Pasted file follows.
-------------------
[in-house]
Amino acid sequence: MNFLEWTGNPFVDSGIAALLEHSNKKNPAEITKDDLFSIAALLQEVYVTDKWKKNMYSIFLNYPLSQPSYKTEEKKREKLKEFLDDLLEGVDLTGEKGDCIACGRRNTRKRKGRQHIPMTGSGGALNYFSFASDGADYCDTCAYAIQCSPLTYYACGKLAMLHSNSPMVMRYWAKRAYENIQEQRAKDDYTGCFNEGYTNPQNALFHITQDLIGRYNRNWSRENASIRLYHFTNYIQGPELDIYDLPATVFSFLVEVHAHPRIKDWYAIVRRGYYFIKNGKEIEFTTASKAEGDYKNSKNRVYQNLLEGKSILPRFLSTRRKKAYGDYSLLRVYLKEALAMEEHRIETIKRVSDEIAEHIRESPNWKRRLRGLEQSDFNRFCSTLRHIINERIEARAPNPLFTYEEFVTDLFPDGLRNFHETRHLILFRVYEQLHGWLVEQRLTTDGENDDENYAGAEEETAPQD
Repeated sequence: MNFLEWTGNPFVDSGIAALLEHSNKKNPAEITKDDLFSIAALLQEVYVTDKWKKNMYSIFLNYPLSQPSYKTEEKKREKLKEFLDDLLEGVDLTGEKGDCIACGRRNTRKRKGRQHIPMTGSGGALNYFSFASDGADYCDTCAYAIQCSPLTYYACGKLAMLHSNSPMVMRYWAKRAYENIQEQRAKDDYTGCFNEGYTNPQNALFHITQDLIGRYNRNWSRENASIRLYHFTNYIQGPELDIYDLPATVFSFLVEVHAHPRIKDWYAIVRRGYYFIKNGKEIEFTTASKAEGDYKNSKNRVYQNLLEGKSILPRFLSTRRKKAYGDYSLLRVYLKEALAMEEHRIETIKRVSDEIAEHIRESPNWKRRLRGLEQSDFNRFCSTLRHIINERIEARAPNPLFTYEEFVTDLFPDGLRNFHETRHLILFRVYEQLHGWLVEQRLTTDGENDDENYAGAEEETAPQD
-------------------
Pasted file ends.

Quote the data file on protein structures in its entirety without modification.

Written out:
[in-house]
Amino acid sequence: MNFLEWTGNPFVDSGIAALLEHSNKKNPAEITKDDLFSIAALLQEVYVTDKWKKNMYSIFLNYPLSQPSYKTEEKKREKLKEFLDDLLEGVDLTGEKGDCIACGRRNTRKRKGRQHIPMTGSGGALNYFSFASDGADYCDTCAYAIQCSPLTYYACGKLAMLHSNSPMVMRYWAKRAYENIQEQRAKDDYTGCFNEGYTNPQNALFHITQDLIGRYNRNWSRENASIRLYHFTNYIQGPELDIYDLPATVFSFLVEVHAHPRIKDWYAIVRRGYYFIKNGKEIEFTTASKAEGDYKNSKNRVYQNLLEGKSILPRFLSTRRKKAYGDYSLLRVYLKEALAMEEHRIETIKRVSDEIAEHIRESPNWKRRLRGLEQSDFNRFCSTLRHIINERIEARAPNPLFTYEEFVTDLFPDGLRNFHETRHLILFRVYEQLHGWLVEQRLTTDGENDDENYAGAEEETAPQD
Repeated sequence: MNFLEWTGNPFVDSGIAALLEHSNKKNPAEITKDDLFSIAALLQEVYVTDKWKKNMYSIFLNYPLSQPSYKTEEKKREKLKEFLDDLLEGVDLTGEKGDCIACGRRNTRKRKGRQHIPMTGSGGALNYFSFASDGADYCDTCAYAIQCSPLTYYACGKLAMLHSNSPMVMRYWAKRAYENIQEQRAKDDYTGCFNEGYTNPQNALFHITQDLIGRYNRNWSRENASIRLYHFTNYIQGPELDIYDLPATVFSFLVEVHAHPRIKDWYAIVRRGYYFIKNGKEIEFTTASKAEGDYKNSKNRVYQNLLEGKSILPRFLSTRRKKAYGDYSLLRVYLKEALAMEEHRIETIKRVSDEIAEHIRESPNWKRRLRGLEQSDFNRFCSTLRHIINERIEARAPNPLFTYEEFVTDLFPDGLRNFHETRHLILFRVYEQLHGWLVEQRLTTDGENDDENYAGAEEETAPQD